JIS News

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  • Jamaica is looking to introduce a microscience approach to the teaching of science subjects.  
  • Jamaica is the first country in the Caribbean to introduce this approach, which allows teachers to use miniature, low-cost apparatus contained in microscience kits to teach science subjects.     
  • “We have been on a path to improve our labs and to upgrade our facilities. Until we get there, we have to find other strategies to make sure that our students are not denied of any experience to make sure that they are successful,” Dr. Troupe said.

Jamaica is looking to introduce a microscience approach to the teaching of science subjects.

This move is being supported by the Inter-American Development Bank (IDB), under the Japan-funded technical cooperation initiative, for the engagement of a consultant to deliver training in the microscience techniques and the provision of microscience kits.

An estimated US$120,000 has been allocated for activities related to the support of teacher-training institutions, particularly as it relates to science education.

Microscience education is a practical approach to experiencing science that was made popular under the UNESCO Global Microscience Project.

The project contributes to capacity-building in areas where no laboratory facilities are available, while enhancing the ability of institutions that have laboratories.

Jamaica is the first country in the Caribbean to introduce this approach at the tertiary level, which allows teachers to use miniature, low-cost apparatus contained in microscience kits to teach science subjects.

Addressing a JIS Think Tank on Tuesday (January 14), International Microscience Consultant, Petal Jetoo, said that several teachers from The Mico University College; Bethlehem, Sam Sharpe, St. Joseph’s, Shortwood, and Moneague teachers’ colleges;  and the College of Agriculture, Science and Education (CASE), participated in a recent three-day residential workshop.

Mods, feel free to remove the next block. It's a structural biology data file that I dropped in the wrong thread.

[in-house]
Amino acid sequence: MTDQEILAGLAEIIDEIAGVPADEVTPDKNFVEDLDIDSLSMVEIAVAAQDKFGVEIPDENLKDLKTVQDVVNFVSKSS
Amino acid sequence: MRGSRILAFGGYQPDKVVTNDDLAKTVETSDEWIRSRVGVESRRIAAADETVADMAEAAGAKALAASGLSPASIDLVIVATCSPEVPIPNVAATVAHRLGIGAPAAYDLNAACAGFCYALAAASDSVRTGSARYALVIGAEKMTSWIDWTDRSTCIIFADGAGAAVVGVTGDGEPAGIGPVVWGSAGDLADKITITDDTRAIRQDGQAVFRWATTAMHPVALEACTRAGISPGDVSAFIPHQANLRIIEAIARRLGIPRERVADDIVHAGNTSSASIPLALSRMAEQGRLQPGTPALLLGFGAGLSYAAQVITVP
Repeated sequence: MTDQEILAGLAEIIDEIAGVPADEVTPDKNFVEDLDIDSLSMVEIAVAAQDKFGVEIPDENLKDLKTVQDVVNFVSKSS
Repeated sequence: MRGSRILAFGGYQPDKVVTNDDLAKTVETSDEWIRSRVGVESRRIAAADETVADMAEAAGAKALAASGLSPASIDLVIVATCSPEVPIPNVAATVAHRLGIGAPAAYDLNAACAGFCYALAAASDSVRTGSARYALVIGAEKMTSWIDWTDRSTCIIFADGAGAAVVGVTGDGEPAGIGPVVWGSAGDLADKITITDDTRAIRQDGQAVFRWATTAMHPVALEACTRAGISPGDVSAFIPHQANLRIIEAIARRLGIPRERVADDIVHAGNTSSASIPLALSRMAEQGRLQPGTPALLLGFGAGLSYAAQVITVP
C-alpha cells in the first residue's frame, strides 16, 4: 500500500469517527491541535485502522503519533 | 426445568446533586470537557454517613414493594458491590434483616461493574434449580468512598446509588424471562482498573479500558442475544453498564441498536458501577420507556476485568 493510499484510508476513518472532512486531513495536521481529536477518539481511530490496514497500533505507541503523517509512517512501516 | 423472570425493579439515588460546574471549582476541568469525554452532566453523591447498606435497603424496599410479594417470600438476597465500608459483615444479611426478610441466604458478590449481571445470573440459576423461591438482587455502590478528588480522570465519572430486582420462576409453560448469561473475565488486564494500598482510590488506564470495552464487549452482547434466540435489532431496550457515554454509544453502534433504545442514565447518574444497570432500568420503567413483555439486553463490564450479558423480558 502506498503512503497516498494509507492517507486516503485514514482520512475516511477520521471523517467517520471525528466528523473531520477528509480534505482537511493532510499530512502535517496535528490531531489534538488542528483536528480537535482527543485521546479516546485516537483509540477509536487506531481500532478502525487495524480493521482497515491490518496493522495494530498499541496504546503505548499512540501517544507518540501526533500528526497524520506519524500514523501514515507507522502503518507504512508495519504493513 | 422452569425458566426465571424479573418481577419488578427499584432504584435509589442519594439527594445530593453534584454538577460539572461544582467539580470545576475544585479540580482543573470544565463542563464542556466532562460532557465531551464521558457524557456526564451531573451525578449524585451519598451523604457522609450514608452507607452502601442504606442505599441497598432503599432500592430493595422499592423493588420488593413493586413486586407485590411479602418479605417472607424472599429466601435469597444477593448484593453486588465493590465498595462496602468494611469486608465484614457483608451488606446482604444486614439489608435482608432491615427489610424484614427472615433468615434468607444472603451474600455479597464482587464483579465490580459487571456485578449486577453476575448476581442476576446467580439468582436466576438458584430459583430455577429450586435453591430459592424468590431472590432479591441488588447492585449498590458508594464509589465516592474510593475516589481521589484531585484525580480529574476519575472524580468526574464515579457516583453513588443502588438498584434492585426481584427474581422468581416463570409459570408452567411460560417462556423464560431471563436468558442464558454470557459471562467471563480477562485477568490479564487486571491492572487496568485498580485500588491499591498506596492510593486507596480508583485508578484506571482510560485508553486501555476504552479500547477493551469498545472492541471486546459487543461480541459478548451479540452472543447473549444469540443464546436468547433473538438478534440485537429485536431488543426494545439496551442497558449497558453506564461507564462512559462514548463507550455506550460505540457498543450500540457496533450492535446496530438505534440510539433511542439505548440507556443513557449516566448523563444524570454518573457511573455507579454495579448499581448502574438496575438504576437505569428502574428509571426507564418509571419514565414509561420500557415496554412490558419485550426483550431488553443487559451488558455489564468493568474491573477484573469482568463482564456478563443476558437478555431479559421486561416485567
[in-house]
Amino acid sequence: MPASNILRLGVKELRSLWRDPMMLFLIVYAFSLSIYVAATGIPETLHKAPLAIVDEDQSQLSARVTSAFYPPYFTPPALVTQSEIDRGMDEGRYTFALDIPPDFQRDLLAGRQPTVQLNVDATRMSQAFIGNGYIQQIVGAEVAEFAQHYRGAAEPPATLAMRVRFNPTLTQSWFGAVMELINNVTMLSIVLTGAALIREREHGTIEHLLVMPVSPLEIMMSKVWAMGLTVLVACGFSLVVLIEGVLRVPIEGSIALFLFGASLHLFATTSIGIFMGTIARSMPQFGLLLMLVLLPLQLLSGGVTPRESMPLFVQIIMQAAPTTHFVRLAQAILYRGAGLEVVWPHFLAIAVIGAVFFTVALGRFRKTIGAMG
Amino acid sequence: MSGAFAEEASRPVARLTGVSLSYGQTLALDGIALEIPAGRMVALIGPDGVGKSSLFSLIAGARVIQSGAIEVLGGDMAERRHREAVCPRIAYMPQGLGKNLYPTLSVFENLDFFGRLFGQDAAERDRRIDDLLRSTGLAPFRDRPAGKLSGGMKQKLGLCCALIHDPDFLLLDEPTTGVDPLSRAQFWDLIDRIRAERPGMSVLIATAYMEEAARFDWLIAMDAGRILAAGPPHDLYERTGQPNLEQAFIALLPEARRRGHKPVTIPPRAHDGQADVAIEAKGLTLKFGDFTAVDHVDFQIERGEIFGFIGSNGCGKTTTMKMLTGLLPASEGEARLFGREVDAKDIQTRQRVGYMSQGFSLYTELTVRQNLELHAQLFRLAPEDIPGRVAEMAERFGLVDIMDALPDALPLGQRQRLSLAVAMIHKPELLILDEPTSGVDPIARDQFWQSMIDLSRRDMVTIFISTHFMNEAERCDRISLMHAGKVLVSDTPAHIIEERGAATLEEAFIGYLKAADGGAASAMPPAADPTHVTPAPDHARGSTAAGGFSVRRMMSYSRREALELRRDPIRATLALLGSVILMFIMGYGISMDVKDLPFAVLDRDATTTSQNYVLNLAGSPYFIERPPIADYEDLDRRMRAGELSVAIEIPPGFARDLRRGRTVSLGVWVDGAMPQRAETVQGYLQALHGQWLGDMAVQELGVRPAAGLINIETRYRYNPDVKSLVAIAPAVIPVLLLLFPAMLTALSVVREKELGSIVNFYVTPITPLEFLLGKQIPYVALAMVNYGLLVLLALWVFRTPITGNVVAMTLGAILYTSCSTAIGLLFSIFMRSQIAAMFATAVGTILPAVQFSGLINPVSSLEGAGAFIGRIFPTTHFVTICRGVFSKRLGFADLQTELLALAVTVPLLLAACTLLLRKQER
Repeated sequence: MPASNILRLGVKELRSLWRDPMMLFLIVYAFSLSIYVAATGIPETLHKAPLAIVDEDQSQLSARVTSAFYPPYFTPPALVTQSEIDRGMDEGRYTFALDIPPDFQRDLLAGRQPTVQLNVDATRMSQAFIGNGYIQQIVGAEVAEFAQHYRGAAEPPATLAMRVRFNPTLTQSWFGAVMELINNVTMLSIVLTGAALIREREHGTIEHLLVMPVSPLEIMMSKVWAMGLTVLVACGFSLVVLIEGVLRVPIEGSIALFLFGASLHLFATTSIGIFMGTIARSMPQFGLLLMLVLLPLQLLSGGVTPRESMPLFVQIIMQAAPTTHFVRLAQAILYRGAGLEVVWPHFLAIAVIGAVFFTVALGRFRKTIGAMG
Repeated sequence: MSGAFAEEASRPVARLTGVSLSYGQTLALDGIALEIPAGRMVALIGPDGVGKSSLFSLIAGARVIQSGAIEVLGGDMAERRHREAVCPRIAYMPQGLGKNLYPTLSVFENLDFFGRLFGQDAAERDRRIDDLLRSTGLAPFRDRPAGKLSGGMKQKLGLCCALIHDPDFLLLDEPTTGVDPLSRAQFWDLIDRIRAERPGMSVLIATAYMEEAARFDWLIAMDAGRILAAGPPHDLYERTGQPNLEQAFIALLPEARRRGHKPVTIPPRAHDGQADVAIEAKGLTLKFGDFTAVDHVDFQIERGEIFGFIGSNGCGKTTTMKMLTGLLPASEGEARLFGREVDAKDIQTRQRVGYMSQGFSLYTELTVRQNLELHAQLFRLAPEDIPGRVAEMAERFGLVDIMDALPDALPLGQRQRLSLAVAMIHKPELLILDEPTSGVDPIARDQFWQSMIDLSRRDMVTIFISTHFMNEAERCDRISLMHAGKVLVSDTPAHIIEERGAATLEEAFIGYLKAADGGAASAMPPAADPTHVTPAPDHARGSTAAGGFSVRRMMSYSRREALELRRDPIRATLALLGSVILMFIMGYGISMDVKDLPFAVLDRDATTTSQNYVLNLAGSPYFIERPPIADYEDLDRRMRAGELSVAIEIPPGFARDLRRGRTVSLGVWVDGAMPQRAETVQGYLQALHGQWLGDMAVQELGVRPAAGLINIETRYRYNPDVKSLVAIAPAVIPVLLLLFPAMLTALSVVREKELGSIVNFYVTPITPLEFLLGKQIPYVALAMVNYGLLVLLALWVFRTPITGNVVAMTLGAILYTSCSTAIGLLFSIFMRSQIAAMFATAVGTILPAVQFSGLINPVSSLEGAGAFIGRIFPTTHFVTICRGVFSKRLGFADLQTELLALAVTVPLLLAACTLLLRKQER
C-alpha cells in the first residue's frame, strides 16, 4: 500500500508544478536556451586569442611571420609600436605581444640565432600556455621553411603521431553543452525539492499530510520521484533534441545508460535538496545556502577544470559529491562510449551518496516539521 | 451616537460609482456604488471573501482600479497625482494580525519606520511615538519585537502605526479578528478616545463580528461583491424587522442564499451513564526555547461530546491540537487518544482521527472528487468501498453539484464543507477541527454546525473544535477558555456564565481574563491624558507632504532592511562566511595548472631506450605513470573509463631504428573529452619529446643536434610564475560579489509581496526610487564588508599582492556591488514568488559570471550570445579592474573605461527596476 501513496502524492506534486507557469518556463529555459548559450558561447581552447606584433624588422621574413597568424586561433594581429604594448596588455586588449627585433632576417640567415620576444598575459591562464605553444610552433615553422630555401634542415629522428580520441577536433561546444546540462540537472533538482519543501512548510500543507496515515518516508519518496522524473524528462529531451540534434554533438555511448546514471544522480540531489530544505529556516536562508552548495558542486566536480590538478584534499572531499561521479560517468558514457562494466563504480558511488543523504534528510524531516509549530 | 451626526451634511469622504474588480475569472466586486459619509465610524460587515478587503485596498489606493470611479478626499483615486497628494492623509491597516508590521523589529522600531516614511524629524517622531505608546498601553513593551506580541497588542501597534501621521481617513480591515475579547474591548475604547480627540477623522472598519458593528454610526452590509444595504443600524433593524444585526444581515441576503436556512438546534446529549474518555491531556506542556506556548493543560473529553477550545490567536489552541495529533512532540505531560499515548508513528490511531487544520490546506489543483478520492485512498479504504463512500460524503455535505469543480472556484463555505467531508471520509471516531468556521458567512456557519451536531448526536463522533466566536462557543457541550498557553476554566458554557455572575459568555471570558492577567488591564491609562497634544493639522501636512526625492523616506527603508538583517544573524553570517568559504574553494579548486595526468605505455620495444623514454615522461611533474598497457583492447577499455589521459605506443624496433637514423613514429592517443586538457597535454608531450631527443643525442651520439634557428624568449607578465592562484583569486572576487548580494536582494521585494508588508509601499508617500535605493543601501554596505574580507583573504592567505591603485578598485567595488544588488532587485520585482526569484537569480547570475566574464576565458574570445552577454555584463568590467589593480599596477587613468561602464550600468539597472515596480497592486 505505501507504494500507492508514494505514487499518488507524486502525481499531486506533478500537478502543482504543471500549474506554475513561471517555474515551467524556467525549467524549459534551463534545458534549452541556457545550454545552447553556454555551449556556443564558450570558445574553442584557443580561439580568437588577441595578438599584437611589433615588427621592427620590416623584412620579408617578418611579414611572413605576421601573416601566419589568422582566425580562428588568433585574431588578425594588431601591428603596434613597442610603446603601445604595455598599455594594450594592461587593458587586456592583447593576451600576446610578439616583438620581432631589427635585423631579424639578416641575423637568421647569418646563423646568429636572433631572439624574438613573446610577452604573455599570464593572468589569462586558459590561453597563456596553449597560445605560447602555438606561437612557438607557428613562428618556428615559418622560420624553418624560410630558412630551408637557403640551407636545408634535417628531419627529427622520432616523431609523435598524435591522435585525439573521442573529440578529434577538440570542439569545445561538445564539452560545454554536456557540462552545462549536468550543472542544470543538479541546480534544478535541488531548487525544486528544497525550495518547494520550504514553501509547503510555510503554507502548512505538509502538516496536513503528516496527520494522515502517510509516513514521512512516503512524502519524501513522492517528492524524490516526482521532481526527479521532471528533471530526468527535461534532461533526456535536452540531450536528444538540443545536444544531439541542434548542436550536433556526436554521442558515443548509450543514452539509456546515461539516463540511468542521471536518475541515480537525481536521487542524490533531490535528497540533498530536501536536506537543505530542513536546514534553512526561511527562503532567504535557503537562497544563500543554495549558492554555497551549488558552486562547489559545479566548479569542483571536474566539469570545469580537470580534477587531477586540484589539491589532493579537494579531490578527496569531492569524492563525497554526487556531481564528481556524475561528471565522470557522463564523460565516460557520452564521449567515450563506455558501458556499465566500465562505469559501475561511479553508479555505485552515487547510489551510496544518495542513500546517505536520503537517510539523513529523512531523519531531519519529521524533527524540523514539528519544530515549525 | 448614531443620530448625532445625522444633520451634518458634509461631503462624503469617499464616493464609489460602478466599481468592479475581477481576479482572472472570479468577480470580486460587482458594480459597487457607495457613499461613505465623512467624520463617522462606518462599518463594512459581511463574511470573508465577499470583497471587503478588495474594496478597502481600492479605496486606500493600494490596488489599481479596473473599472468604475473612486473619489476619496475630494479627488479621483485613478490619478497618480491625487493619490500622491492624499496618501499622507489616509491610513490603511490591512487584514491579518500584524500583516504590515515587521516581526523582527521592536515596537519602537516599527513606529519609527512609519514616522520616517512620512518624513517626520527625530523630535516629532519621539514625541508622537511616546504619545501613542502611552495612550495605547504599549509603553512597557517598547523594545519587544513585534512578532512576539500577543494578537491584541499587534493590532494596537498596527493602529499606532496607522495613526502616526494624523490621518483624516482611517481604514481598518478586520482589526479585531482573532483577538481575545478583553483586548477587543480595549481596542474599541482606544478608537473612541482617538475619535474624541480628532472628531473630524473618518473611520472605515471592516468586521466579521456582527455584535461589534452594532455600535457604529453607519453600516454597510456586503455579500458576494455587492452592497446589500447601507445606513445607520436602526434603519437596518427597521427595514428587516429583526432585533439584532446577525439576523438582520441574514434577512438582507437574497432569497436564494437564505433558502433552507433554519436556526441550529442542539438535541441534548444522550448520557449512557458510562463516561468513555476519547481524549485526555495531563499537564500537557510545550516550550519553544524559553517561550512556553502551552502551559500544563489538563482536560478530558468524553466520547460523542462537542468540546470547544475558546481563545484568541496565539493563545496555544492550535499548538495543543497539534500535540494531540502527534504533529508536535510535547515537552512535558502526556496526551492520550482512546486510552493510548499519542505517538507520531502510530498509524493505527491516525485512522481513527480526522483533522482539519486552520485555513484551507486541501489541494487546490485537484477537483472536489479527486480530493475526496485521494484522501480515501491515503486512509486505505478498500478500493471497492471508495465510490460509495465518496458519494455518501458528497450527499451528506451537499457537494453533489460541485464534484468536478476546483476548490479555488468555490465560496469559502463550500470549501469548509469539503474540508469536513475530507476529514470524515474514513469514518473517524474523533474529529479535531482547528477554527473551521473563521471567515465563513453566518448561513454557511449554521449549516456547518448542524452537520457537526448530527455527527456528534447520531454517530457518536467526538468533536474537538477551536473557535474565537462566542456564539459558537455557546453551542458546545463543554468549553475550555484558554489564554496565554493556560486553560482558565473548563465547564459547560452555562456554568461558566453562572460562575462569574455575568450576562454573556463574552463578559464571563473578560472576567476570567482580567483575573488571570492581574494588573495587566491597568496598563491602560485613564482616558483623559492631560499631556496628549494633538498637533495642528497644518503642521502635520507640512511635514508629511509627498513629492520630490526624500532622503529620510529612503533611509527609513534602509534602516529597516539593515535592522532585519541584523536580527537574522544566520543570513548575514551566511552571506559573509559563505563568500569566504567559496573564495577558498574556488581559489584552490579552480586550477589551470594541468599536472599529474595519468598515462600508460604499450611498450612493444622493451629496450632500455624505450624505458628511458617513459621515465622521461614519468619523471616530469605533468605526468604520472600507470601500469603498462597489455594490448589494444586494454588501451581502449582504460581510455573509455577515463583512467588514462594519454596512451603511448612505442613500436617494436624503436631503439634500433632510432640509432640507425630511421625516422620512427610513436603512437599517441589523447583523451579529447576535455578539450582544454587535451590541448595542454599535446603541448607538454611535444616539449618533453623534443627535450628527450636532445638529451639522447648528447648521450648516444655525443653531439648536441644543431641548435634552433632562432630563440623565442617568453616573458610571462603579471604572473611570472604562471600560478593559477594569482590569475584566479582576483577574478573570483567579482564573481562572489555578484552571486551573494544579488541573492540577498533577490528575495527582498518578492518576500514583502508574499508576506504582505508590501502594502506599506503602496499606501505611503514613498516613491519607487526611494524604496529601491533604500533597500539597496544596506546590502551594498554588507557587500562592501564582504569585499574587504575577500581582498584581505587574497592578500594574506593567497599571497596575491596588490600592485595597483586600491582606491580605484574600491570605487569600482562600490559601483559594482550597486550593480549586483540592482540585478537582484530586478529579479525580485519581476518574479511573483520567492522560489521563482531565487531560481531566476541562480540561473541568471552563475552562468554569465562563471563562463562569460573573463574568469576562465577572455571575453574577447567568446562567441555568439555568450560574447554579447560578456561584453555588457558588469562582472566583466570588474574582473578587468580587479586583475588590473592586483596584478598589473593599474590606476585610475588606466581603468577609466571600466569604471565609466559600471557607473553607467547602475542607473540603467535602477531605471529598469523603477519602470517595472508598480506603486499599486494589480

They were introduced to techniques on how they could infuse and design lesson plans that use microscience experiments.

Acting Chief Education Officer in the Ministry of Education, Youth and Information, Dr. Kasan Troupe, in hailing the initiative, said that microscience is a practical approach to ensuring that students are competent in the sciences, even in cases where they do not have access to labs or such facilities are not fully equipped.

“We have been on a path to improve our labs and to upgrade our facilities. Until we get there, we have to find other strategies to make sure that our students are not denied of any experience to make sure that they are successful,” Dr. Troupe said.

The Japan-funded technical cooperation initiative also supports the strengthening of early-childhood modernisation initiatives centred on innovation in teaching, development of curriculum and materials and regulation of the sector; teacher-training institutions in strengthening internal quality assurance and capacity-building for teacher education in numeracy and science, and provides technical support to the Division of School Services (DSS).